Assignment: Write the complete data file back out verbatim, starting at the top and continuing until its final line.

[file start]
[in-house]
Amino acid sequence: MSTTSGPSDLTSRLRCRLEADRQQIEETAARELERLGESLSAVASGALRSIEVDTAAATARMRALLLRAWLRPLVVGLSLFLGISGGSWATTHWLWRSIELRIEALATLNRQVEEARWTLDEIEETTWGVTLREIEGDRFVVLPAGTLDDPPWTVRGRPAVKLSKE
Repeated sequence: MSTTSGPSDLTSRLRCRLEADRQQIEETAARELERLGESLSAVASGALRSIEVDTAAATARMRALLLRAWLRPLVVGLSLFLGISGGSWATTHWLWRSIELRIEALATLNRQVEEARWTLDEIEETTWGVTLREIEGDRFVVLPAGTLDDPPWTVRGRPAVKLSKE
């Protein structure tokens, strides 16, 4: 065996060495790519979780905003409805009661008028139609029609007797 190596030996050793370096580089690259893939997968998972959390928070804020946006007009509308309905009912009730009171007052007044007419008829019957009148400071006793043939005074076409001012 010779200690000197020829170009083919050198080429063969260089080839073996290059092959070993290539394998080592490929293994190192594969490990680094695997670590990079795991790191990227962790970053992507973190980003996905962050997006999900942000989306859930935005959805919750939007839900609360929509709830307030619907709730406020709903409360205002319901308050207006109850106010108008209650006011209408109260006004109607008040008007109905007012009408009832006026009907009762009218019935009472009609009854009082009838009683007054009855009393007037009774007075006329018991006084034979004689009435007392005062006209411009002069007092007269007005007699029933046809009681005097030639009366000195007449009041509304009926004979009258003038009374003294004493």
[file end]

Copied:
[in-house]
Amino acid sequence: MSTTSGPSDLTSRLRCRLEADRQQIEETAARELERLGESLSAVASGALRSIEVDTAAATARMRALLLRAWLRPLVVGLSLFLGISGGSWATTHWLWRSIELRIEALATLNRQVEEARWTLDEIEETTWGVTLREIEGDRFVVLPAGTLDDPPWTVRGRPAVKLSKE
Repeated sequence: MSTTSGPSDLTSRLRCRLEADRQQIEETAARELERLGESLSAVASGALRSIEVDTAAATARMRALLLRAWLRPLVVGLSLFLGISGGSWATTHWLWRSIELRIEALATLNRQVEEARWTLDEIEETTWGVTLREIEGDRFVVLPAGTLDDPPWTVRGRPAVKLSKE
């Protein structure tokens, strides 16, 4: 065996060495790519979780905003409805009661008028139609029609007797 190596030996050793370096580089690259893939997968998972959390928070804020946006007009509308309905009912009730009171007052007044007419008829019957009148400071006793043939005074076409001012 010779200690000197020829170009083919050198080429063969260089080839073996290059092959070993290539394998080592490929293994190192594969490990680094695997670590990079795991790191990227962790970053992507973190980003996905962050997006999900942000989306859930935005959805919750939007839900609360929509709830307030619907709730406020709903409360205002319901308050207006109850106010108008209650006011209408109260006004109607008040008007109905007012009408009832006026009907009762009218019935009472009609009854009082009838009683007054009855009393007037009774007075006329018991006084034979004689009435007392005062006209411009002069007092007269007005007699029933046809009681005097030639009366000195007449009041509304009926004979009258003038009374003294004493």